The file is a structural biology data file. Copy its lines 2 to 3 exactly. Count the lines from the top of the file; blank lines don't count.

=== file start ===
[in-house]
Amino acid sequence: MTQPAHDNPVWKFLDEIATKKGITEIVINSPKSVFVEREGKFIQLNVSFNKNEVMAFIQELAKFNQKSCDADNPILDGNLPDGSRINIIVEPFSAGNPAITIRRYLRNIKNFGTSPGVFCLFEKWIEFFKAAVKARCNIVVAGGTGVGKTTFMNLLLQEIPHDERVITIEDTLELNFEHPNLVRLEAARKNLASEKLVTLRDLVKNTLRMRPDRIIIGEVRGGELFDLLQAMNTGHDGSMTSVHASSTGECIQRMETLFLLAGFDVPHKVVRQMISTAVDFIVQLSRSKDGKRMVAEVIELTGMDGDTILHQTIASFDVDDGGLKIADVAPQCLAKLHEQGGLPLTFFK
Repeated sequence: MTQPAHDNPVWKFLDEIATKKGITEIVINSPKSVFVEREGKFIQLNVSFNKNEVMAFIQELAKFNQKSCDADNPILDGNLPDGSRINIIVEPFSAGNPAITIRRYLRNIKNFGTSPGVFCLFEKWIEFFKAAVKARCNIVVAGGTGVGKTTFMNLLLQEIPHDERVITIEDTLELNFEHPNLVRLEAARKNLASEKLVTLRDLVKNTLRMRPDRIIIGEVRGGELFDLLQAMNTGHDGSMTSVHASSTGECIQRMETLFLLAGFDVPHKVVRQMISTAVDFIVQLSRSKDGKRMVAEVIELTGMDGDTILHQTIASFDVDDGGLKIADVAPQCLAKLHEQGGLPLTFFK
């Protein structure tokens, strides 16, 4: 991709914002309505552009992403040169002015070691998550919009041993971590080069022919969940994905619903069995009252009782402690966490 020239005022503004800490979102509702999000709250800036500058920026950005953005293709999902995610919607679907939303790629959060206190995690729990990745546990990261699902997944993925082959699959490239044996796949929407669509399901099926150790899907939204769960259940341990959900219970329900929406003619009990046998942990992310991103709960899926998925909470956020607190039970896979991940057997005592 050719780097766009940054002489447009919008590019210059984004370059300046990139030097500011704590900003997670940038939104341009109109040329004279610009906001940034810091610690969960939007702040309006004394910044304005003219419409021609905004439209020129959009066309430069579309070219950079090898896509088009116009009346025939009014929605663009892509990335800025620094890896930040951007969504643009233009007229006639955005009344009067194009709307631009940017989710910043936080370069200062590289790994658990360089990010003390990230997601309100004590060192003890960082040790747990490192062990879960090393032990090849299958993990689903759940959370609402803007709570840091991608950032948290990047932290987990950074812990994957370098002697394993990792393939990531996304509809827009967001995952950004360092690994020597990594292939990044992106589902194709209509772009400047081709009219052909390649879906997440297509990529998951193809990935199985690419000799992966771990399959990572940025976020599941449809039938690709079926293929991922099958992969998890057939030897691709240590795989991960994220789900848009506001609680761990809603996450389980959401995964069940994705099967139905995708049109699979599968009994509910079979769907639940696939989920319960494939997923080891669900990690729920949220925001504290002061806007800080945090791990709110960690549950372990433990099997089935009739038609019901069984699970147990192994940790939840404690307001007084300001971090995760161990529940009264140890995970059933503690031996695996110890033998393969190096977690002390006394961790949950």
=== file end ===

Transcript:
Amino acid sequence: MTQPAHDNPVWKFLDEIATKKGITEIVINSPKSVFVEREGKFIQLNVSFNKNEVMAFIQELAKFNQKSCDADNPILDGNLPDGSRINIIVEPFSAGNPAITIRRYLRNIKNFGTSPGVFCLFEKWIEFFKAAVKARCNIVVAGGTGVGKTTFMNLLLQEIPHDERVITIEDTLELNFEHPNLVRLEAARKNLASEKLVTLRDLVKNTLRMRPDRIIIGEVRGGELFDLLQAMNTGHDGSMTSVHASSTGECIQRMETLFLLAGFDVPHKVVRQMISTAVDFIVQLSRSKDGKRMVAEVIELTGMDGDTILHQTIASFDVDDGGLKIADVAPQCLAKLHEQGGLPLTFFK
Repeated sequence: MTQPAHDNPVWKFLDEIATKKGITEIVINSPKSVFVEREGKFIQLNVSFNKNEVMAFIQELAKFNQKSCDADNPILDGNLPDGSRINIIVEPFSAGNPAITIRRYLRNIKNFGTSPGVFCLFEKWIEFFKAAVKARCNIVVAGGTGVGKTTFMNLLLQEIPHDERVITIEDTLELNFEHPNLVRLEAARKNLASEKLVTLRDLVKNTLRMRPDRIIIGEVRGGELFDLLQAMNTGHDGSMTSVHASSTGECIQRMETLFLLAGFDVPHKVVRQMISTAVDFIVQLSRSKDGKRMVAEVIELTGMDGDTILHQTIASFDVDDGGLKIADVAPQCLAKLHEQGGLPLTFFK